Here’s the good news. Electric prices in Texas have come down a little bit lately. Now, here’s the not-so-good news: despite the recent drops, electric prices in Texas have remained stubbornly above the national average. They’ve also remained well above prices in neighboring states.
According to the latest data from United States Energy Information Administration, residential electricity prices in Texas are more than 30 percent higher than prices in neighboring Louisiana. The data, which is for the month of May (the latest month available), can be found here. We’ve included a quick summary of the information just below:
The data table illustrates the difference between average residential prices in Texas, average prices in neighboring states and the average price of electricity nationwide. Again, this is from the US Energy Information Administration. Louisiana, Arkansas and Oklahoma have not deregulated their electricity markets. This is not the case for Texas, which had below-average prices before adopting the deregulation law in 1999.
Of course in many parts of Texas you can shop around if you don’t like what you’re paying for electricity. Unfortunately, however, even the LOWEST fixed-rate deals in the Dallas-Fort Worth and Houston areas are higher than the AVERAGE deal in Louisiana. According to information from the Texas Public Utility Commission, the very lowest fixed-rate deal in DFW in May was 9.4 cents per k/wh. The very lowest fixed-rated deal in Houston was 10.3 cents. You can review that data for yourself right here. That means the lowest fixed-rate deal in Houston was still about 13 percent higher than the 9.12 average rate in Louisiana.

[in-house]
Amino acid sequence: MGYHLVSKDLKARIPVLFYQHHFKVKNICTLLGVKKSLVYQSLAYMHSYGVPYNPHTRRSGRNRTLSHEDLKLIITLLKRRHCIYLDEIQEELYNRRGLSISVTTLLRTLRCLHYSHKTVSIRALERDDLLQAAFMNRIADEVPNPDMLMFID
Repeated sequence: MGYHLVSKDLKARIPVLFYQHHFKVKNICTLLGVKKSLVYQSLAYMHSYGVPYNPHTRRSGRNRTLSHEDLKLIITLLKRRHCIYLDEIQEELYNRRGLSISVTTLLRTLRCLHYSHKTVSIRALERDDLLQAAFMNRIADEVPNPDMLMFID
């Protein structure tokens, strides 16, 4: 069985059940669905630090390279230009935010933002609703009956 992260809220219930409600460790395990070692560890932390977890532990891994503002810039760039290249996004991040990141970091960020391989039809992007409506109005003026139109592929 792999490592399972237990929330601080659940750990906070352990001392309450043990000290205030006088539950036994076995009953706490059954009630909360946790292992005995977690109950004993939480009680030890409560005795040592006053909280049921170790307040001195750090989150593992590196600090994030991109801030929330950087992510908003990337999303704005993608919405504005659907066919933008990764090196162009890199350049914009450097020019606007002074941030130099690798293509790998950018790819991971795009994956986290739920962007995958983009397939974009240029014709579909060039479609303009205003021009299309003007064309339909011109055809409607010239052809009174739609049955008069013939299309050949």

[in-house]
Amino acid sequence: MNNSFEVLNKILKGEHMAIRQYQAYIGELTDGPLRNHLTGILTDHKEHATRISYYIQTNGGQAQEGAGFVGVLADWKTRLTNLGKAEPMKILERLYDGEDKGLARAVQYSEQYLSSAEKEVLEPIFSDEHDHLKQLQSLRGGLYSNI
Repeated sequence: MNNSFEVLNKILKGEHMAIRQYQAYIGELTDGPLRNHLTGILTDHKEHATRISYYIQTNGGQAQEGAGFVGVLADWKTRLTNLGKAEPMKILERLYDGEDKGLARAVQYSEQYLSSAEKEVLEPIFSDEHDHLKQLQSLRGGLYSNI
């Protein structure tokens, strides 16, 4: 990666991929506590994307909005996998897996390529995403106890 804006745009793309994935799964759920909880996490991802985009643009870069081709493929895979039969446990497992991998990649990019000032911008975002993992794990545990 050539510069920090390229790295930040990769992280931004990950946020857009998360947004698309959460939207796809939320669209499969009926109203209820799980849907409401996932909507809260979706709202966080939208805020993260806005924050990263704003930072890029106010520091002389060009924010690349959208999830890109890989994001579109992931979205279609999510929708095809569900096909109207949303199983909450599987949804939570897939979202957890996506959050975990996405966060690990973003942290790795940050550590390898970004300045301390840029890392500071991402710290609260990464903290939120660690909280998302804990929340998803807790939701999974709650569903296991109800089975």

But what about all those variable rate products out there? It’s true that many of these products are a bit less expensive. But, as Eric Torbenson of the Dallas Morning News notes, when dealing with variable rate products proceed with extreme caution. The newspaper uses the words “pretty much worthless” to describe them in Torbenson’s blog post.
So, to recap: the good news is that electric prices have come down a little bit. The bad news is that Texans still pay more for electricity than their neighbors — and that’s still too much.
Is a policy analyst for TCAP, a coalition of cities and other political subdivisions that purchase electricity in the deregulated market for their own governmental use. Because high energy costs can impact municipal budgets and the ability to fund essential services, TCAP, as part of its mission, actively promotes affordable energy policies. High energy prices also place a burden on local businesses and home consumers.